LNER encourages Britons to take one less car journey in leisure trips and use rail instead

Marketa Horpeniakova, Published on 15/10/2022
LNER encourages Britons to take one less car journey in leisure trips and use rail instead

If everyone planning to travel in the autumn made one journey by rail instead of the car, it could lead to a 28.4% reduction in total carbon emissions from travel.

London North Eastern Railway (LNER) is encouraging people planning last-minute leisure trips to take one less car journey this year by showing the collective ‘green good’ it will do. Almost half of British adults plan to take an extended holiday in the autumn, which will have an impact on the environment as 6.1 million people plan to use the car to travel for leisure. LNER highlights that a total of 186,200 tCO2e of carbon emissions could be saved if they each made just one journey by train instead of by car. The impact of autumn holiday travel has been analyzed by LNER in collaboration with experts from the Energy Institute at University College London (UCL).

LNER is trying to demonstrate to people the impact of taking at least one leisure journey by train instead of by car. Average carbon emissions from cars are three times higher than from trains, meaning that the collective power of one small change can make a monumental shift. While some travellers may feel that their single journey will make no difference, the collective impact of changing just one journey would be huge.

“Collectively we could save enough carbon to fill Wembley Stadium 25 times, which is a huge amount of carbon we could prevent from being emitted into the atmosphere. Our research also showed that collectively Britons could save the time equivalent to over eight human lifetimes by using the train each year, meaning we’re giving back to ourselves as well as the environment with this change,” said David Horne, Managing Director at LNER.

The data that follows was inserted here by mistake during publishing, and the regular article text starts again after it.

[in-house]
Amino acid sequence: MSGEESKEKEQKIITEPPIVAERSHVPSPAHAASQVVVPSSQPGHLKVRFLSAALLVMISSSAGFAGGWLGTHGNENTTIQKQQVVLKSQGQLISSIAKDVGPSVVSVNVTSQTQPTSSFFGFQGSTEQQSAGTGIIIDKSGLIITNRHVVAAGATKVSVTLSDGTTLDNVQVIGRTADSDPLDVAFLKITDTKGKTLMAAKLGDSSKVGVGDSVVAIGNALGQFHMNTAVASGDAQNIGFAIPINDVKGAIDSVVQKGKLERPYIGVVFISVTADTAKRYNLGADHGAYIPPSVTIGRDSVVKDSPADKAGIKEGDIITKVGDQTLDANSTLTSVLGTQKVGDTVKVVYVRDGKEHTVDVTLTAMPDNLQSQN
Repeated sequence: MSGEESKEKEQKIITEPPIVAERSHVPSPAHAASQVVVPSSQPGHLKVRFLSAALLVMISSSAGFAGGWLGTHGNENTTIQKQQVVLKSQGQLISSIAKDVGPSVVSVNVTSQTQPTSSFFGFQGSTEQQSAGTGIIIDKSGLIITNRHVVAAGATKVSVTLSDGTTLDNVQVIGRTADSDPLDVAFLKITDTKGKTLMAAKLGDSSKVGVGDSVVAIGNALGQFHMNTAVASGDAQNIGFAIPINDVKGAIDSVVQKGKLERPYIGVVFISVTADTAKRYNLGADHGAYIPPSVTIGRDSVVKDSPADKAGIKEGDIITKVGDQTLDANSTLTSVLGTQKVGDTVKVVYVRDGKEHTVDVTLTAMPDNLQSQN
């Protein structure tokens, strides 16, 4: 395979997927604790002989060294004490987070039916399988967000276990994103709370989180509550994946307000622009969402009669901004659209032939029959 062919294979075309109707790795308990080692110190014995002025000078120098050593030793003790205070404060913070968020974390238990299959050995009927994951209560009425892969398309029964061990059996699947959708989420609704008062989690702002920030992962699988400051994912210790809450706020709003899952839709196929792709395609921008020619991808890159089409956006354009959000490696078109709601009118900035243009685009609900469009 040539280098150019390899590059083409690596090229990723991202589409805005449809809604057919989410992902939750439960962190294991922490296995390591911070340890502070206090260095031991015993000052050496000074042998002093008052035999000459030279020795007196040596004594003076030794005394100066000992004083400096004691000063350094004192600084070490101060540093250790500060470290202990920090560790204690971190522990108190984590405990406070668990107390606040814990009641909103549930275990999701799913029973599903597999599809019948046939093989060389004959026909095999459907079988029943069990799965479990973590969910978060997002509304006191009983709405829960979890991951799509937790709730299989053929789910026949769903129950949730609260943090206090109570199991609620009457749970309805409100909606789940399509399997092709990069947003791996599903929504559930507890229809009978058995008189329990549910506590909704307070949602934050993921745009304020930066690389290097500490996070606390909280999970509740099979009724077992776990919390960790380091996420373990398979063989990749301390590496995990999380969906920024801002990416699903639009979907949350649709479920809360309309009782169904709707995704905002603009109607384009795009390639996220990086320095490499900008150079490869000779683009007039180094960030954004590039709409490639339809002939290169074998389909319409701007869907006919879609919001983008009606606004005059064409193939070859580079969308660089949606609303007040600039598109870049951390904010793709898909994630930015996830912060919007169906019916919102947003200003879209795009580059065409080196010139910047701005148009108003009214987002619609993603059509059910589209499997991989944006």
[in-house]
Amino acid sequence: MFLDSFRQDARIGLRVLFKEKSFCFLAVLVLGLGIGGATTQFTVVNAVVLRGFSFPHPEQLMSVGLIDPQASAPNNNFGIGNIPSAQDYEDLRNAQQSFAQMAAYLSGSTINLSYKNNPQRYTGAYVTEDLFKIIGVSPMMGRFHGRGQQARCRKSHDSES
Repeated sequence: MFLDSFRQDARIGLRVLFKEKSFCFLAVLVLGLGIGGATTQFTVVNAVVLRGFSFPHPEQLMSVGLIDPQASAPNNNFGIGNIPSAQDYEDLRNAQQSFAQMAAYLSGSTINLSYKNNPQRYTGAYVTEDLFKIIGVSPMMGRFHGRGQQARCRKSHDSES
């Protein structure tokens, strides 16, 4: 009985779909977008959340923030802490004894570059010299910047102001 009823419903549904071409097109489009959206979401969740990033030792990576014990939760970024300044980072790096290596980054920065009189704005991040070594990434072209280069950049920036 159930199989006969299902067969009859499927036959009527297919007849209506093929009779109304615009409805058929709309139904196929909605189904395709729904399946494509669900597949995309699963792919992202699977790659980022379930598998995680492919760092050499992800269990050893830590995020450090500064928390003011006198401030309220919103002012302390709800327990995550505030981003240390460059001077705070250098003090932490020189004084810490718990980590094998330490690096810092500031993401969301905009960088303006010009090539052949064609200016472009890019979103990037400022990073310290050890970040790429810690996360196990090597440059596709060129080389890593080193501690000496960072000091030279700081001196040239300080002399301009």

The research shows that 70% of adults are at least somewhat concerned about the environmental impact of travel and more than a third (34%) would like to reduce their carbon footprint, but 28% feel that changing their travel habits will not have a big enough impact on the environment. Almost two-thirds of adults (63%) feel that there should be more assistance to help people understand and calculate their carbon footprint. A carbon calculator introduced by LNER should help people to discover the difference that a journey made by rail could have. For example, the calculator shows that a one-way journey between York and London produces just 12.34 KG CO2 e by train, whereas a journey by car would produces a shocking 41.36 KG CO2 e.

“What our research has concluded is that small changes made by enough people really do make a difference. Just one journey switched from car or bus to train by everyone who takes a leisure trip in a year could reduce carbon emissions by over 1 million tonnes CO2, or 16.6% of emissions from leisure trips, or nearly 1% of all UK 2019 transport emissions. This is a really big contribution from just one small change in a year to people’s daily lives” added Paul Ekins, Professor of Resources and Environmental Policy at the UCL Institute for Sustainable Resources.



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